They all carry the meaning of "secret" in English, but are there differences in nuance and usage of each of them:


Incidentally, why is it that there is [内]{ない}[緒]{しょ}[話]{ばなし} but you have to add の into [秘]{ひ}[密]{みつ}の[話]{はなし}?

  • are you asking why is there a "no" from a grammatical standpoint or are you asking about the etymology as to why naisyobanashi has no "no" or why himitsu no hanashi still has its "no"? Jun 5, 2011 at 3:04
  • @Mark etymology, I think. I already know 内緒話 is a set word but I wonder why 秘密+話 is not a set word
    – Lukman
    Jun 5, 2011 at 3:09
  • Actually, "秘密話" has a ton of Google hits.
    – Amanda S
    Jun 5, 2011 at 3:15
  • 3
    @Amanda Google hits of 32K show that it's not often used. I only believe in Google hits above 1M :)
    – Lukman
    Jun 5, 2011 at 3:17
  • LOL! Fair enough!
    – Amanda S
    Jun 5, 2011 at 3:19

3 Answers 3


I think that 秘密 has two usages, one of which is interchangeable with 内緒 and the other is interchangeable with 隠し事 or 秘め事. 隠し事 and 秘め事 are synonyms although 秘め事 sounds more poetic to me.

Cases where 秘密 and 内緒 are correct but 隠し事 and 秘め事 are incorrect:

  • That is secret. それは秘密 [内緒] だ。
  • Let’s keep this between us. このことは秘密 [内緒] にしておこう。
  • secretly 秘密で, 秘密に or 内緒で

In this usage, I feel that 秘密 is more formal than 内緒.

Cases where 秘密, 隠し事 and 秘め事 are correct but 内緒 is incorrect:

“Something which is kept secret” is 秘密, 隠し事 or 秘め事, but not 内緒. For example,

  • “He has secret” is 彼には秘密 [隠し事, 秘め事] がある。

As for why 内緒話 is much more common than 秘密話, it’s secret I do not know. It seems to me like one of the many cases where one phrase is used more often than another for no particular reason. By the way, I would not say 秘密話 is incorrect. If someone uses the word 秘密話, I will understand its meaning naturally and it will not strike me as incorrect.

  • I realized that 隠し事をする means to do something secretly, and this 隠し事 cannot be replaced by any of 秘密, 内緒 or 秘め事. Now I am not sure if I can really answer the question. I could pile up various examples, but doing so would not explain much about the difference among these words. Jun 5, 2011 at 18:17
  • From reading your answer, I have the feeling that while 秘密 is universal, 内緒 is restricted to in-group only. Meaning while I can use "my 秘密, our 秘密, your 秘密, his 秘密", I can only use "my 内緒, our 内緒" but not "your 内緒, his 内緒". Am I getting this right?
    – Lukman
    Jun 6, 2011 at 7:00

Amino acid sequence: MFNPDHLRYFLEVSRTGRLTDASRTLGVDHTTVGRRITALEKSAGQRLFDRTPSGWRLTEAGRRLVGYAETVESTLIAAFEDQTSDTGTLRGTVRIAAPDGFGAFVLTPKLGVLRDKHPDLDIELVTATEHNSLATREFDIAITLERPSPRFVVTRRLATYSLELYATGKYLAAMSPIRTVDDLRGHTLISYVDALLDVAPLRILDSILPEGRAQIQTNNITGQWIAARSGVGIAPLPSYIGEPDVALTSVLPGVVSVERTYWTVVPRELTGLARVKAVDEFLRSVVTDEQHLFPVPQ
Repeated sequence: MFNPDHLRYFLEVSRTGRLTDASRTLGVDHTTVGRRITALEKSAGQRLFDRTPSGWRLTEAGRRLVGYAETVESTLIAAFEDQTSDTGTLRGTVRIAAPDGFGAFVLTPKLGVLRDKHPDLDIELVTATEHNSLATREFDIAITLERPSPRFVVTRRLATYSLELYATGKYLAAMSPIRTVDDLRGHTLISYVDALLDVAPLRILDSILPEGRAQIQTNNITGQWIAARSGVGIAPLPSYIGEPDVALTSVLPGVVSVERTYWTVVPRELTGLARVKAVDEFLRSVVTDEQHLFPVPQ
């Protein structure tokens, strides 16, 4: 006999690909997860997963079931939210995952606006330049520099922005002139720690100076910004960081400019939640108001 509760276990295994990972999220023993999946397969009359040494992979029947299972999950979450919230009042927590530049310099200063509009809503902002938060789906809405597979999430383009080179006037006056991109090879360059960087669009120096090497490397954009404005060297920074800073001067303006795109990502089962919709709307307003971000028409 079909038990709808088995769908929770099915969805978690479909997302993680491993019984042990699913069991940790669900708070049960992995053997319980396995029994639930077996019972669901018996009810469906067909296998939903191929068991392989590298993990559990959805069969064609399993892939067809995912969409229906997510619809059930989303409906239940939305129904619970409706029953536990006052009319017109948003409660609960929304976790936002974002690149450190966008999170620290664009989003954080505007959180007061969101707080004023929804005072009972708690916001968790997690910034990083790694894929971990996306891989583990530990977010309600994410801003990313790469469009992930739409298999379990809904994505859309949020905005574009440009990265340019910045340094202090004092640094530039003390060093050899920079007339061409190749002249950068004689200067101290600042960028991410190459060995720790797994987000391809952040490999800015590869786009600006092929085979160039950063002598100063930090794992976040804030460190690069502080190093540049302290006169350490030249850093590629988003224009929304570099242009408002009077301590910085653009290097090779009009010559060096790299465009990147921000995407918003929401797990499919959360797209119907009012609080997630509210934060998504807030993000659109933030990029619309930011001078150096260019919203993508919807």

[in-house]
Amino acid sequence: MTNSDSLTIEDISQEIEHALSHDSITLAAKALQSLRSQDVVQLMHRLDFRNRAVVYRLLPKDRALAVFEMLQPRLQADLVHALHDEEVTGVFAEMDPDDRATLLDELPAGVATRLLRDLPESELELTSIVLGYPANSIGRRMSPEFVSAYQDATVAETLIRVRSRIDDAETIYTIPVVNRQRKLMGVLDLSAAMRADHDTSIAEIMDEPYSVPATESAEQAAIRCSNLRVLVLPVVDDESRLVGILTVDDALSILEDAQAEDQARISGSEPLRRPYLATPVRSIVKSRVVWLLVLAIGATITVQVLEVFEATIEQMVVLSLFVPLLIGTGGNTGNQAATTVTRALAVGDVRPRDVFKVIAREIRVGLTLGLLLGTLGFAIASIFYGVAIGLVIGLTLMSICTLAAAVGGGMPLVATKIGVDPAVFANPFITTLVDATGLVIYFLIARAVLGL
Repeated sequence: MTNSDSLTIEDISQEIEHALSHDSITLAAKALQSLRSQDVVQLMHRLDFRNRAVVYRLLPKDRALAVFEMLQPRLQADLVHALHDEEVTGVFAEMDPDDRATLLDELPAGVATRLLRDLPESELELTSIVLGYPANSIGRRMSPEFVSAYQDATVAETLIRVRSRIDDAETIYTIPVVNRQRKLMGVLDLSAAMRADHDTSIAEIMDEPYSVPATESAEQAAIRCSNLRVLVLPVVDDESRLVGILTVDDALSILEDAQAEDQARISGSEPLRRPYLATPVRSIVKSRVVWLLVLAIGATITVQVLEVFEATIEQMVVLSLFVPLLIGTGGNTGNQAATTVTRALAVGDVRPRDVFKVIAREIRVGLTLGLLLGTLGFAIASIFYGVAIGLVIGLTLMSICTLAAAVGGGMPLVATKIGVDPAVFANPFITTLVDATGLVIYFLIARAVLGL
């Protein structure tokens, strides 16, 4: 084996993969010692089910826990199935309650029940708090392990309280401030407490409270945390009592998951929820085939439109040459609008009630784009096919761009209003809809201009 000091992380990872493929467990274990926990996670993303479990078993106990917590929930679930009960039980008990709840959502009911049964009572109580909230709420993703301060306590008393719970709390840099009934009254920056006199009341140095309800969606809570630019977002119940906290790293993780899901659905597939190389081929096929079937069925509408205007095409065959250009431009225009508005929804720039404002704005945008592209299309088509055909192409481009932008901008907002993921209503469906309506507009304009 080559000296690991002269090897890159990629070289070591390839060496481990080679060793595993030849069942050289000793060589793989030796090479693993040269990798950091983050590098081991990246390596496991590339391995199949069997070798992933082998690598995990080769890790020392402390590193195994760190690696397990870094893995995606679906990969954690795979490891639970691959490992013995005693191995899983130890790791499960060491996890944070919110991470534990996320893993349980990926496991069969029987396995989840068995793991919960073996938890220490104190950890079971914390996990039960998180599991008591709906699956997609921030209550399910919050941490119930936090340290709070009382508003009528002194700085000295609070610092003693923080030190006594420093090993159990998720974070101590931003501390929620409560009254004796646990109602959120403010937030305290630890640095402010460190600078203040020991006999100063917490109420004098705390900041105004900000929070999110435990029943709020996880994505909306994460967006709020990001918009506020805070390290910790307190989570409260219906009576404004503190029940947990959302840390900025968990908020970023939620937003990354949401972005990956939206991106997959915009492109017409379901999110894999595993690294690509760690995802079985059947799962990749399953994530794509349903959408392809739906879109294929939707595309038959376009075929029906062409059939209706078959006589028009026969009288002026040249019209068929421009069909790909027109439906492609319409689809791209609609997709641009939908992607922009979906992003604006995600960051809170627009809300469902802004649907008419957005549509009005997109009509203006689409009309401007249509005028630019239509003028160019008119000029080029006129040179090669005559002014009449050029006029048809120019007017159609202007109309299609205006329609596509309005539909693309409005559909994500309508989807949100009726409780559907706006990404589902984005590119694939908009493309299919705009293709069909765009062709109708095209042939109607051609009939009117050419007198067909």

• @Lukman: No. I know that I failed to explain the difference clearly, but the combination 内緒が looks always wrong, no matter it is the first person, the second person or the third person. Jun 6, 2011 at 11:36
  • What do you mean by "combination 内緒が"? I was talking about 私の内緒 (OK) vs あの人の内緒 (NOT OK) vs あの人の秘密 (OK) ..
    – Lukman
    Jun 6, 2011 at 12:07
  • 私の内緒 does not sound right to me. For example, “I have secret” is 私には秘密 [隠し事, 秘め事] がある, but not 私には内緒がある. (I know I am failing to explain it in an understandable way. Someone else should be able to explain it much more clearly!) Jun 6, 2011 at 12:21

I don't know what dictionary you are going by, but most of these words should have clarifying notes as to what they mean beyond "secret".

[内]{ない}[緒]{しょ}, in this case, is the odd one out, and means "confidential" or "off the record"; "between [us]".

[秘]{ひ}[密]{みつ} is closer in meaning to what one in English would understand as a "secret"; the property of something not being told, and not being shown. [秘]{ひ}め[事]{ごと} is similar in meaning, but also carries some pretty specific connotations of being possibly embarrassing but probably not bad, like a secret crush, or such.

[隠]{かく}し[事]{ごと} has a distinct connotation of something that is being actively hidden from others; rather than information that is simply not being disseminated. This form also implies more strongly than [秘]{ひ}[密]{みつ} that the information shouldn't actually be secret.


I can't speak for the difference in usage, but Naishobanashi is actually one word, hence why you don't need the "no", whereas himitsu no hanashi is phrase. I've confirmed with two two dictionaries that Naishobanashi is indead one word and that himitsu no hanashi is two words.

Edit: if you are going to vote down an answer, it would be appreciated if you mentioned why.

  • not me ;) but I think it's because this was mentioned in comments and the asker wants to know about etymology and the difference between each word.
    – repecmps
    Jun 5, 2011 at 4:30

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